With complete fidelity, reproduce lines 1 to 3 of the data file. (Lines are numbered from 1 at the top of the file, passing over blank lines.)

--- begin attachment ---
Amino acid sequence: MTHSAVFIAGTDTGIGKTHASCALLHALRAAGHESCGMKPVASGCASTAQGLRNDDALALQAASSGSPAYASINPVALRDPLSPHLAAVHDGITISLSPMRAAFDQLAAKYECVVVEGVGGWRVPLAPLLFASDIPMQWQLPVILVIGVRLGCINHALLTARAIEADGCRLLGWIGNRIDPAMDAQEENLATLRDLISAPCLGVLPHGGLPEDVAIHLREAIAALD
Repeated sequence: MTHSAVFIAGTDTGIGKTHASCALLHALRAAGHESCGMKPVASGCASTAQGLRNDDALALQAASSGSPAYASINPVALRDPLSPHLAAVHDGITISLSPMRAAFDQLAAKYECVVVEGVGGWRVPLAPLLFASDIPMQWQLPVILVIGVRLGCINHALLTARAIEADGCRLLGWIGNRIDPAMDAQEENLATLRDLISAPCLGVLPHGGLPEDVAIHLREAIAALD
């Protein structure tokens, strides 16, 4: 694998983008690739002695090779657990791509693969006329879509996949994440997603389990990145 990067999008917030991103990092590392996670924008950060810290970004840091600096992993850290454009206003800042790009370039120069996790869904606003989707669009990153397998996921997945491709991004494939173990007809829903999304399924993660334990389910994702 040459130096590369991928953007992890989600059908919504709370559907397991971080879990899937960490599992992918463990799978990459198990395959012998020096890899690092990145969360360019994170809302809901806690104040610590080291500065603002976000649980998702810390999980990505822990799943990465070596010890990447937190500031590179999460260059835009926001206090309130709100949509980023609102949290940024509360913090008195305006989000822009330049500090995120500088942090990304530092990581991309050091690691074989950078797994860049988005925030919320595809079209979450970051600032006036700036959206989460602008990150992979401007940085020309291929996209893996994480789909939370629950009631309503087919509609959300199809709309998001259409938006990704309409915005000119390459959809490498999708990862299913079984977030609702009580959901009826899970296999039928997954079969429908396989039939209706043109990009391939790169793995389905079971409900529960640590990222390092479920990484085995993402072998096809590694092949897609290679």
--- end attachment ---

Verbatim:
Amino acid sequence: MTHSAVFIAGTDTGIGKTHASCALLHALRAAGHESCGMKPVASGCASTAQGLRNDDALALQAASSGSPAYASINPVALRDPLSPHLAAVHDGITISLSPMRAAFDQLAAKYECVVVEGVGGWRVPLAPLLFASDIPMQWQLPVILVIGVRLGCINHALLTARAIEADGCRLLGWIGNRIDPAMDAQEENLATLRDLISAPCLGVLPHGGLPEDVAIHLREAIAALD
Repeated sequence: MTHSAVFIAGTDTGIGKTHASCALLHALRAAGHESCGMKPVASGCASTAQGLRNDDALALQAASSGSPAYASINPVALRDPLSPHLAAVHDGITISLSPMRAAFDQLAAKYECVVVEGVGGWRVPLAPLLFASDIPMQWQLPVILVIGVRLGCINHALLTARAIEADGCRLLGWIGNRIDPAMDAQEENLATLRDLISAPCLGVLPHGGLPEDVAIHLREAIAALD
């Protein structure tokens, strides 16, 4: 694998983008690739002695090779657990791509693969006329879509996949994440997603389990990145 990067999008917030991103990092590392996670924008950060810290970004840091600096992993850290454009206003800042790009370039120069996790869904606003989707669009990153397998996921997945491709991004494939173990007809829903999304399924993660334990389910994702 040459130096590369991928953007992890989600059908919504709370559907397991971080879990899937960490599992992918463990799978990459198990395959012998020096890899690092990145969360360019994170809302809901806690104040610590080291500065603002976000649980998702810390999980990505822990799943990465070596010890990447937190500031590179999460260059835009926001206090309130709100949509980023609102949290940024509360913090008195305006989000822009330049500090995120500088942090990304530092990581991309050091690691074989950078797994860049988005925030919320595809079209979450970051600032006036700036959206989460602008990150992979401007940085020309291929996209893996994480789909939370629950009631309503087919509609959300199809709309998001259409938006990704309409915005000119390459959809490498999708990862299913079984977030609702009580959901009826899970296999039928997954079969429908396989039939209706043109990009391939790169793995389905079971409900529960640590990222390092479920990484085995993402072998096809590694092949897609290679």